Tongue map

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The myth of the tongue map; that 1 tastes bitter, 2 tastes sour, 3 tastes salt, and 4 tastes sweet.

The tongue map or taste map is a common misconception that different sections of the tongue are exclusively responsible for different basic tastes. It is illustrated with a schematic map of the tongue, with certain parts of the tongue labeled for each taste. Although widely taught in schools, this was scientifically disproven by later research; all taste sensations come from all regions of the tongue, although different parts are more sensitive to certain flavors.[1][2]

History[edit]

The theory behind this map originated from a paper written by Harvard psychologist Edwin G. Boring, which was a translation of a German paper, Zur Psychophysik des Geschmackssinnes, which was written in 1901.[3] The unclear representation of data in the former paper suggested that each part of the tongue tastes exactly one basic taste.[4][5]

Actually, the paper showed minute differences in threshold detection levels across the tongue.[3][6] These differences were later taken out of context and the minute difference in threshold sensitivity related simply in textbooks as a difference in sensitivity.[6]

So, while some parts of the tongue may be able to detect a taste before the others do, all parts are equally good at conveying the qualia of all tastes. Threshold sensitivity may differ across the tongue,[6] but intensity of sensation does not.

The same article included a taste bud distribution diagram that showed a "taste belt".[7]

In 1974, Virginia Collings investigated the topic again, and confirmed that all the tastes exist on all parts of the tongue.[8]

Taste belt[edit]

The misinterpreted 1901 diagram in the article that sparked this myth shows human taste buds distributed in a "taste belt" along the outside of the tongue.

Prior to this, A. Hoffmann had concluded, in 1875, that the dorsal center of the human tongue has practically no fungiform papillae and taste buds,[9] and it was this finding that the diagram describes.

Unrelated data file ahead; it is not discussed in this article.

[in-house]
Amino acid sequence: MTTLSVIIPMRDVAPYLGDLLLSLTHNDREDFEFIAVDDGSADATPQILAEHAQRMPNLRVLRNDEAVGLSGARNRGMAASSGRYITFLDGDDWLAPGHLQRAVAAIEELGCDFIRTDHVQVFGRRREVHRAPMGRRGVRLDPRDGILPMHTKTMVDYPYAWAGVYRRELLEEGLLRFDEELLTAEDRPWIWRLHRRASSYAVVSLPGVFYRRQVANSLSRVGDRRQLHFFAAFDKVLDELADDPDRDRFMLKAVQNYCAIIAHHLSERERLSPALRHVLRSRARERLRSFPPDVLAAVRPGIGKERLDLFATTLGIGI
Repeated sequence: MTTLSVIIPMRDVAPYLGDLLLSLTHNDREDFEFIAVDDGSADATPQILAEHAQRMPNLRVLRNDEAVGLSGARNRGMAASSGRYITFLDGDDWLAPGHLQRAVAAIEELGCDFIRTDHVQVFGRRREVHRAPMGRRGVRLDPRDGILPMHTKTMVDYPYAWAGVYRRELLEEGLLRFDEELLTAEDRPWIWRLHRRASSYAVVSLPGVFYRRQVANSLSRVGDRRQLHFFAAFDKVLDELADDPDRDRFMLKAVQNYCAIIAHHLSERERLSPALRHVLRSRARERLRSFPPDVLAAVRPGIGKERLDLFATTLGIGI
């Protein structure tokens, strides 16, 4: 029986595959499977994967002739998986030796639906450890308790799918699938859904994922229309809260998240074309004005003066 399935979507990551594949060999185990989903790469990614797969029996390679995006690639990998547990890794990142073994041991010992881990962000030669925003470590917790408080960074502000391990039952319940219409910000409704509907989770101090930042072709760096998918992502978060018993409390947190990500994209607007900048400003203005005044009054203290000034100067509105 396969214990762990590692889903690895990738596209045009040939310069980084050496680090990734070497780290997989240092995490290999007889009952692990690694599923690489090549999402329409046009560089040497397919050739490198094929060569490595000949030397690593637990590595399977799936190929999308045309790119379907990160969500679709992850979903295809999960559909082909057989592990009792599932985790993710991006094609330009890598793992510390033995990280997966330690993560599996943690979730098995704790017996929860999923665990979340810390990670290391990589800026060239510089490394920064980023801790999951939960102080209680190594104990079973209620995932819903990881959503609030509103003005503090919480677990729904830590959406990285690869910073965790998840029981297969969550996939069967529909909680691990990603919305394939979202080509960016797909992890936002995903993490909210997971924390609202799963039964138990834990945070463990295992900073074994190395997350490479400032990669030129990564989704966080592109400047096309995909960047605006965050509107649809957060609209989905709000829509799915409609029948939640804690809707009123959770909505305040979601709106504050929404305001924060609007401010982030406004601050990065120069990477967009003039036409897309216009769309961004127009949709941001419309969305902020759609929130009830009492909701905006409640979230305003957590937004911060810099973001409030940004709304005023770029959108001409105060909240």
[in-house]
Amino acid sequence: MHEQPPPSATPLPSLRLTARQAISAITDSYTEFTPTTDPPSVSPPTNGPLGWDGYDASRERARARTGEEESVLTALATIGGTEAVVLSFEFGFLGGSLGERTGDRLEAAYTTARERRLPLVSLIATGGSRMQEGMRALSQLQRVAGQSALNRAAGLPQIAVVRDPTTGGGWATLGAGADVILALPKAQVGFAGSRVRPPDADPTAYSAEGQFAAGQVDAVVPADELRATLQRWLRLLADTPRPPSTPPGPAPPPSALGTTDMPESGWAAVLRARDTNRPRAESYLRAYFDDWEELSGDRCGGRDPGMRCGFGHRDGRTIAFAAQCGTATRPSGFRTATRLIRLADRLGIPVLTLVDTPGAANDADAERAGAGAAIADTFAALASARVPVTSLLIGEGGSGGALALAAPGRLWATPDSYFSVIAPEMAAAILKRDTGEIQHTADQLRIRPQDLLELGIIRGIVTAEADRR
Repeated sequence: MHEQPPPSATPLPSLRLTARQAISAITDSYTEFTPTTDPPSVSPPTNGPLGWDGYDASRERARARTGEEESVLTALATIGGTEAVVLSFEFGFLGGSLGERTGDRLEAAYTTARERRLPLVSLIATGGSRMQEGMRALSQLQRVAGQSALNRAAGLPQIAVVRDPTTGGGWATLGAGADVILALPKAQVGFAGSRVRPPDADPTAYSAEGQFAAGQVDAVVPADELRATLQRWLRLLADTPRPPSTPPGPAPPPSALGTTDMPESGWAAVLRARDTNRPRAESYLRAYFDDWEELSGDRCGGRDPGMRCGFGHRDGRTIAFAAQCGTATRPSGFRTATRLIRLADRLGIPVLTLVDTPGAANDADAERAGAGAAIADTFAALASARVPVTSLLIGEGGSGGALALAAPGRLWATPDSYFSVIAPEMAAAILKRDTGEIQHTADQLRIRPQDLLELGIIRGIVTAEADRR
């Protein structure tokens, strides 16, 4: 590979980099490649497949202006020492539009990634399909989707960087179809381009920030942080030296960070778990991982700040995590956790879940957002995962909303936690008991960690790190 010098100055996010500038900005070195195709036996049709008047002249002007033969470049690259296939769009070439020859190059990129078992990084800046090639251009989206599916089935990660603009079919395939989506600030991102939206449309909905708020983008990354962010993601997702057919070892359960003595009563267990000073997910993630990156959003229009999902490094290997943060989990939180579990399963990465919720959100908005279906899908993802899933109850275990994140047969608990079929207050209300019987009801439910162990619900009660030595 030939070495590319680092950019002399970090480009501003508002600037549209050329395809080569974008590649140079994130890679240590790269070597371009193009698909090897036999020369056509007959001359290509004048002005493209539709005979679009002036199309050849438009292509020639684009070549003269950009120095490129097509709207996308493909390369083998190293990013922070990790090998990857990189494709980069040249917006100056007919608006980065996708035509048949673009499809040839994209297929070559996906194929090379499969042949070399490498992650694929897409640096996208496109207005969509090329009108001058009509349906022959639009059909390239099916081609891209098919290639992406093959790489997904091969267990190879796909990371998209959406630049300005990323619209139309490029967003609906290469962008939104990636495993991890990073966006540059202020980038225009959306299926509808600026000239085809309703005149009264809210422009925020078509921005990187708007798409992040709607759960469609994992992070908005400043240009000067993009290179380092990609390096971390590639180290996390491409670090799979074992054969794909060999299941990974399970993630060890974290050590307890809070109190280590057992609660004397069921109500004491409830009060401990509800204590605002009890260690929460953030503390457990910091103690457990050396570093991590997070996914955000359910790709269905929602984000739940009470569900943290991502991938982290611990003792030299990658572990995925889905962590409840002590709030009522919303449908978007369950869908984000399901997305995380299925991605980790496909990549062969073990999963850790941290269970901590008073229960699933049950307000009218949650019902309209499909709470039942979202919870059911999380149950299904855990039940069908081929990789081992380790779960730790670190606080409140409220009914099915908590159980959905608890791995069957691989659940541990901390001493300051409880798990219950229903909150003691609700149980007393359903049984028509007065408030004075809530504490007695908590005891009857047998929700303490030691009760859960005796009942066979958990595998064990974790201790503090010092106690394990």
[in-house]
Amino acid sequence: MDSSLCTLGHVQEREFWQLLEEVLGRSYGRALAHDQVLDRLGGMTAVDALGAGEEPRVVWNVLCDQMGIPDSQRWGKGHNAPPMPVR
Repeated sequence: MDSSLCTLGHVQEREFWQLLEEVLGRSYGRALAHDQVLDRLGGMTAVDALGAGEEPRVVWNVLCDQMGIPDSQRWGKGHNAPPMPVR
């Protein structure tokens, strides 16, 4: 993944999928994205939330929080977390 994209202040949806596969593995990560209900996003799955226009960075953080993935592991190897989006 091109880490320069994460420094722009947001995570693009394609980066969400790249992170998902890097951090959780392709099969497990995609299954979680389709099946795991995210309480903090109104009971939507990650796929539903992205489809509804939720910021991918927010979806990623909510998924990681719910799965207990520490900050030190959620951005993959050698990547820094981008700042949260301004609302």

References[edit]

  1. ^ O'Connor, Anahad (November 10, 2008). "The Claim: The tongue is mapped into four areas of taste". The New York Times. Retrieved June 24, 2011. 
  2. ^ Huang, Angela; Chen, Xiaoke; Hoon, Mark; Chandrashekar, Jayaram; Guo, Wei; Tränkner, Dimitri; Ryba, Nicholas; Zuker, Charles (August 24, 2006). "The cells and logic for mammalian sour taste detection". Nature 442 (7105): 934–938. doi:10.1038/nature05084. PMC 1571047. PMID 16929298. Retrieved June 24, 2011. 
  3. ^ a b Hänig, David (1901). "Zur Psychophysik des Geschmackssinnes". Philosophische Studien 17: 576–623. Retrieved July 9, 2014. 
  4. ^ Wanjek, Christopher (August 29, 2006). "The Tongue Map: Tasteless Myth Debunked". Livescience.com. Retrieved June 24, 2011. 
  5. ^ David V. Smith; Robert F. Margolskee (March 2001). "The Taste Map: All Wrong". Scientific American. 
  6. ^ a b c The Chemotopic Organization of Taste wwwalt.med-rz.uni-sb.de[dead link]
  7. ^ Chemotopic representation of the human tongue according to Hänig (1901) wwwalt.med-rz.uni-sb.de[dead link]
  8. ^ Collings, V. B. (1974). "Human Taste Response as a Function of Locus of Stimulation on the Tongue and Soft Palate". Perception & Psychophysics 16: 169–174. 
  9. ^ Hoffmann, A. (1875). "Über die Verbreitung der Geschmacksknospen beim Menschen" [On the spread of taste buds in humans]. I haArch. Pathol. Anat. Physiol. (in German) 62: 516–530.